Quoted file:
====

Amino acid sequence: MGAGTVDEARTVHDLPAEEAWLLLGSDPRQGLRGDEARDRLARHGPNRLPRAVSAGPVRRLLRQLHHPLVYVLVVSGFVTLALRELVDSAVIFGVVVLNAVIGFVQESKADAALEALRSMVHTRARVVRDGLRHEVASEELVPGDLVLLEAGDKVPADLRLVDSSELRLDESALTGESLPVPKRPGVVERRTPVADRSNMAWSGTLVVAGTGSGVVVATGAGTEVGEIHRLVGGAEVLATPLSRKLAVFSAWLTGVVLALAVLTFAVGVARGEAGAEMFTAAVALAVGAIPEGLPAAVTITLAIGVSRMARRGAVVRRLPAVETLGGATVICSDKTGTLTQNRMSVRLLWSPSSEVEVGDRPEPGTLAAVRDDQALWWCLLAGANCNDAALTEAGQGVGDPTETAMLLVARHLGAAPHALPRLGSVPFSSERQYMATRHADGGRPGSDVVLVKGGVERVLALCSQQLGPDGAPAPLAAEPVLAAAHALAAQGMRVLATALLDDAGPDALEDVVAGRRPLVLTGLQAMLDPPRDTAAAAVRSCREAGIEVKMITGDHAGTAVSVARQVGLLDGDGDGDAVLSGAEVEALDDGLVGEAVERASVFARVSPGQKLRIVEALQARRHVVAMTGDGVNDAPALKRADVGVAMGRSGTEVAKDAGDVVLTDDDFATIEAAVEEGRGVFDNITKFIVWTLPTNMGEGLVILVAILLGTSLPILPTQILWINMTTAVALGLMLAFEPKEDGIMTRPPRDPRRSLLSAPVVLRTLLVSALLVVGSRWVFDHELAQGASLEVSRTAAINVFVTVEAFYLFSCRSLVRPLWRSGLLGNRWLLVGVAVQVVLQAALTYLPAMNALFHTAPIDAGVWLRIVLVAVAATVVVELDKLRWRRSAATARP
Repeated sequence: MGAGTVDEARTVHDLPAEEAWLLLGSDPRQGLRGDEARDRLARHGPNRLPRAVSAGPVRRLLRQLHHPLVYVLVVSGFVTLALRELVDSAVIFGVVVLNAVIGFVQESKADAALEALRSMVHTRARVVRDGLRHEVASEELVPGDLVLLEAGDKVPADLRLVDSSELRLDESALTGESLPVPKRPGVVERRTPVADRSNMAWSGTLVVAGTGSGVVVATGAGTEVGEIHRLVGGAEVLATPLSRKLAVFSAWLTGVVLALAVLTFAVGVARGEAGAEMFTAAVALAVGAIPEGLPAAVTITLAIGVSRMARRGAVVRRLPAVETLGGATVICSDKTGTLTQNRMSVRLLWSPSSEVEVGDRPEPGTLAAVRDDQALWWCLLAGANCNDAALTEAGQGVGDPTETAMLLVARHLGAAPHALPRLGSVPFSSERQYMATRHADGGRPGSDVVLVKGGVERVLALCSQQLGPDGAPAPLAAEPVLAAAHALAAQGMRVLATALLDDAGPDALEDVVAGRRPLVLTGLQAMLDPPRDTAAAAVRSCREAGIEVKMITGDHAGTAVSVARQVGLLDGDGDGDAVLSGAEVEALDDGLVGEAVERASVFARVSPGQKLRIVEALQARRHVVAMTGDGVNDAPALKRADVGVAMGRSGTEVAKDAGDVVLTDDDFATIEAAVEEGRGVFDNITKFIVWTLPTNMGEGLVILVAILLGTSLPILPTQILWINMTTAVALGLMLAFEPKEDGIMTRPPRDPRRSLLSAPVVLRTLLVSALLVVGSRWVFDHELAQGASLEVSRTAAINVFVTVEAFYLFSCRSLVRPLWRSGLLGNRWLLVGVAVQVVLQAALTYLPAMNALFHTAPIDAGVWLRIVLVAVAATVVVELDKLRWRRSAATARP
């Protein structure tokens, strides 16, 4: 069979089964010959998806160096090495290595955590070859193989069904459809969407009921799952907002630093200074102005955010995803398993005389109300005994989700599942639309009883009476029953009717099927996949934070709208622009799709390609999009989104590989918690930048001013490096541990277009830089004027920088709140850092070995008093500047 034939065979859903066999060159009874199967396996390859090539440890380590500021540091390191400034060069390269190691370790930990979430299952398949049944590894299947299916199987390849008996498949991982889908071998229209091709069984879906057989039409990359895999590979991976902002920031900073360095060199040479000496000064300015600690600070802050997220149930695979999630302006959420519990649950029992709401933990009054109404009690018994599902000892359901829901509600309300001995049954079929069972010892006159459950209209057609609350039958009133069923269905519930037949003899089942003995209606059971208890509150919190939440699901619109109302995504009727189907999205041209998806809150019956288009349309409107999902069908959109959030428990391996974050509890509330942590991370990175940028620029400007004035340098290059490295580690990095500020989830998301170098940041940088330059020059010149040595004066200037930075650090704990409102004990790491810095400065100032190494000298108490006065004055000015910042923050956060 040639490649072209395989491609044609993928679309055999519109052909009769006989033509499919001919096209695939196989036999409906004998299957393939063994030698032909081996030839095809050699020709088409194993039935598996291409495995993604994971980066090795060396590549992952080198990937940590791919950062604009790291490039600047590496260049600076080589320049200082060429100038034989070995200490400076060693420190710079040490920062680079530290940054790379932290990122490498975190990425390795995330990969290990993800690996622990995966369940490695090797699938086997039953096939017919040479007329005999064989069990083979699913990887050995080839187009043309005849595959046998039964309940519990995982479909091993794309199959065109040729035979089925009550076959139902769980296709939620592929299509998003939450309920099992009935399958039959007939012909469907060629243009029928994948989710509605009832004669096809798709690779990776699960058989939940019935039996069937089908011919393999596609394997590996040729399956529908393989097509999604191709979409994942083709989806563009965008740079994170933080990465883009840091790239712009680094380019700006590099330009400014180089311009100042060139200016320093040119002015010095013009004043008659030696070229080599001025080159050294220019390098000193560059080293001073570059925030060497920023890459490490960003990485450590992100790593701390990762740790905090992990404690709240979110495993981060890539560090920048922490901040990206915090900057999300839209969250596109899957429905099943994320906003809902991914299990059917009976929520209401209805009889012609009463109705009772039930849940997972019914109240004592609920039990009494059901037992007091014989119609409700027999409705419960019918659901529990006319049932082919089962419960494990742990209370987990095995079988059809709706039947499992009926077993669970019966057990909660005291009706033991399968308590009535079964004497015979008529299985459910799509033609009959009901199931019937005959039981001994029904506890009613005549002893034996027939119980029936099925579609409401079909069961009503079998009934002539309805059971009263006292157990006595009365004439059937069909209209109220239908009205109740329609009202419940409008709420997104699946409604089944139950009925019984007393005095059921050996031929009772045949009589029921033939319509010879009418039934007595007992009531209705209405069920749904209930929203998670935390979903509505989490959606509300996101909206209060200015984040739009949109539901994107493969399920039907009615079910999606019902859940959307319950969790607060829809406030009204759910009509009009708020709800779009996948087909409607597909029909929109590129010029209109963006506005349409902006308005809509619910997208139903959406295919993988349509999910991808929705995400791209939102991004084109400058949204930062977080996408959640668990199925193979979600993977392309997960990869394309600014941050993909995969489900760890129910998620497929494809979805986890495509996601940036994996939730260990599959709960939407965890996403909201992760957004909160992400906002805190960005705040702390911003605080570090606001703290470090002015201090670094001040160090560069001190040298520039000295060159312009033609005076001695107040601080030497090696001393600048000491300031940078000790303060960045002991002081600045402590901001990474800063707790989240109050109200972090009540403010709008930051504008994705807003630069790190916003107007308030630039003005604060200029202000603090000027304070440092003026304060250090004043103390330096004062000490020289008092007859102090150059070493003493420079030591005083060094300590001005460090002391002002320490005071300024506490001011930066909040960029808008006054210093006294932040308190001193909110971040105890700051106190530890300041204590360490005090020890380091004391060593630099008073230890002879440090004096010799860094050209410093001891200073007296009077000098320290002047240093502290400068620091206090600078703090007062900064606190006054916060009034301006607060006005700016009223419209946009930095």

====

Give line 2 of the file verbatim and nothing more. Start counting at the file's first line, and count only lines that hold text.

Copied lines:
Repeated sequence: MGAGTVDEARTVHDLPAEEAWLLLGSDPRQGLRGDEARDRLARHGPNRLPRAVSAGPVRRLLRQLHHPLVYVLVVSGFVTLALRELVDSAVIFGVVVLNAVIGFVQESKADAALEALRSMVHTRARVVRDGLRHEVASEELVPGDLVLLEAGDKVPADLRLVDSSELRLDESALTGESLPVPKRPGVVERRTPVADRSNMAWSGTLVVAGTGSGVVVATGAGTEVGEIHRLVGGAEVLATPLSRKLAVFSAWLTGVVLALAVLTFAVGVARGEAGAEMFTAAVALAVGAIPEGLPAAVTITLAIGVSRMARRGAVVRRLPAVETLGGATVICSDKTGTLTQNRMSVRLLWSPSSEVEVGDRPEPGTLAAVRDDQALWWCLLAGANCNDAALTEAGQGVGDPTETAMLLVARHLGAAPHALPRLGSVPFSSERQYMATRHADGGRPGSDVVLVKGGVERVLALCSQQLGPDGAPAPLAAEPVLAAAHALAAQGMRVLATALLDDAGPDALEDVVAGRRPLVLTGLQAMLDPPRDTAAAAVRSCREAGIEVKMITGDHAGTAVSVARQVGLLDGDGDGDAVLSGAEVEALDDGLVGEAVERASVFARVSPGQKLRIVEALQARRHVVAMTGDGVNDAPALKRADVGVAMGRSGTEVAKDAGDVVLTDDDFATIEAAVEEGRGVFDNITKFIVWTLPTNMGEGLVILVAILLGTSLPILPTQILWINMTTAVALGLMLAFEPKEDGIMTRPPRDPRRSLLSAPVVLRTLLVSALLVVGSRWVFDHELAQGASLEVSRTAAINVFVTVEAFYLFSCRSLVRPLWRSGLLGNRWLLVGVAVQVVLQAALTYLPAMNALFHTAPIDAGVWLRIVLVAVAATVVVELDKLRWRRSAATARP